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Thouless and Hart Receive Department Achievement Awards
Professor Michael Thouless and Assistant Professor John Hart have been announced the recipients of this year's ME Department Achievement Awards. They will be recognized at the CoE Faculty Honors Dinner Dance to be held in March.
Thouless's research interests include micromechanics modeling of materials, interfacial fracture mechanics and adhesion, mechanical properties of thin films and coatings, toughening mechanisms in polymers, and mechanical properties of structural adhesives. Beyond his professorship in the ME department, Thouless serves as Chair of the Senate Advisory Community on University Affairs. By virtue of the position, he also acts as Chair of the University Senate and the Senate Assembly.
Last October, Thouless received a Doctor of Science degree from the University of Cambridge on the basis of having demonstrated academic distinction and becoming an authority in his field. He has been recognized as Professor of the Term by Pi Tau Sigma twice, in 2005 and in 2009. In 2007, Thouless became a fellow of the American Society of Mechanical Engineers.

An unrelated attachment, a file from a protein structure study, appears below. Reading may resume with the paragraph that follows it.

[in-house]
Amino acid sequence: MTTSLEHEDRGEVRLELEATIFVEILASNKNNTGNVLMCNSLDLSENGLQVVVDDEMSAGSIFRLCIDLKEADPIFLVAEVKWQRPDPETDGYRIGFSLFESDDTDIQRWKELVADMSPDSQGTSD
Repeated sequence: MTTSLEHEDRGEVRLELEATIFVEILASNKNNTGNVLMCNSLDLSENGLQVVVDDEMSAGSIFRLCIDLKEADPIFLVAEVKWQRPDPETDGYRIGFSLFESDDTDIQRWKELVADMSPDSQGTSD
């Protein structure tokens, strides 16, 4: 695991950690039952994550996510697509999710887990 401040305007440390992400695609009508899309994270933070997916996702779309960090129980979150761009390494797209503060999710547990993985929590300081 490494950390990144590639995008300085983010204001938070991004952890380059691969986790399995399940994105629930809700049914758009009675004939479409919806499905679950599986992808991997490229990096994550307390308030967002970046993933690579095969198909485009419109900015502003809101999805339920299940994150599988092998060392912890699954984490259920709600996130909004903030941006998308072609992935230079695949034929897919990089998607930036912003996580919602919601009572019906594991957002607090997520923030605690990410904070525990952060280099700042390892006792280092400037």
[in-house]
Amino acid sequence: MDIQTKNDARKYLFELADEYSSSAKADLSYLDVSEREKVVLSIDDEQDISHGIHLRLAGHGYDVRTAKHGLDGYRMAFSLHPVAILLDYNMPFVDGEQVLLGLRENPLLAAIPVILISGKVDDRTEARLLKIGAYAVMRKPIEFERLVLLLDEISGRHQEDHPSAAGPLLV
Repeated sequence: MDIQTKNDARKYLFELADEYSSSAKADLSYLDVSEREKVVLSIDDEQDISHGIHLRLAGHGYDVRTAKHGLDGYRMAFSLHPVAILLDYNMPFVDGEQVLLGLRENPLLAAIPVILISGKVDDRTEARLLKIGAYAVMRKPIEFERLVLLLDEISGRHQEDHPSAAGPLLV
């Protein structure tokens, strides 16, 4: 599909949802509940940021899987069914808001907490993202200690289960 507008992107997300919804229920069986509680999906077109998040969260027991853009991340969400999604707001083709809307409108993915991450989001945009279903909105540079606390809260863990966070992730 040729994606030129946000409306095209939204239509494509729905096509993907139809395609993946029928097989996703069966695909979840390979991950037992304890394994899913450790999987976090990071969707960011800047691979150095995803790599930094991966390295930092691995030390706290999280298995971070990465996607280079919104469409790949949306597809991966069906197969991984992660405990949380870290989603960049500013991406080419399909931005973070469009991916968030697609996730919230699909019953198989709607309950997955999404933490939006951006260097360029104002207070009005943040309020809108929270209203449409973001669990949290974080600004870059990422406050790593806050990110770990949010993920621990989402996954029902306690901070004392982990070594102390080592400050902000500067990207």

Hart leads the Mechanosynthesis Group within the ME department, a research group whose work focuses on synthesis, properties, and applications of nanostructures and nanomaterials. His research interests include manufacturing and application of nanostructured materials; nanotubes and nanowires; energy conversion; catalysis and reaction control; composite materials and structures; optical, electronic, and fluidic devices; self-assembly; machine and instrument design; and scientific visualizations. In addition to his professorship in the ME department, Hart also teaches in the School of Art and Design.
This year, Hart was selected by the Society of Manufacturing Engineers to receive the 2010 Outstanding Young Manufacturing Engineer Award. In 2009, he was awarded a Pi Tau Sigma Gold Medal and the R&D Magazine 100 Award, and in 2008, he received the DARPA Young Faculty Award. He is also the founder of Nanobliss, an online gallery of visualizations of small-scale structures that has enjoyed enormous recognition by various news outlets since its inception in 2006.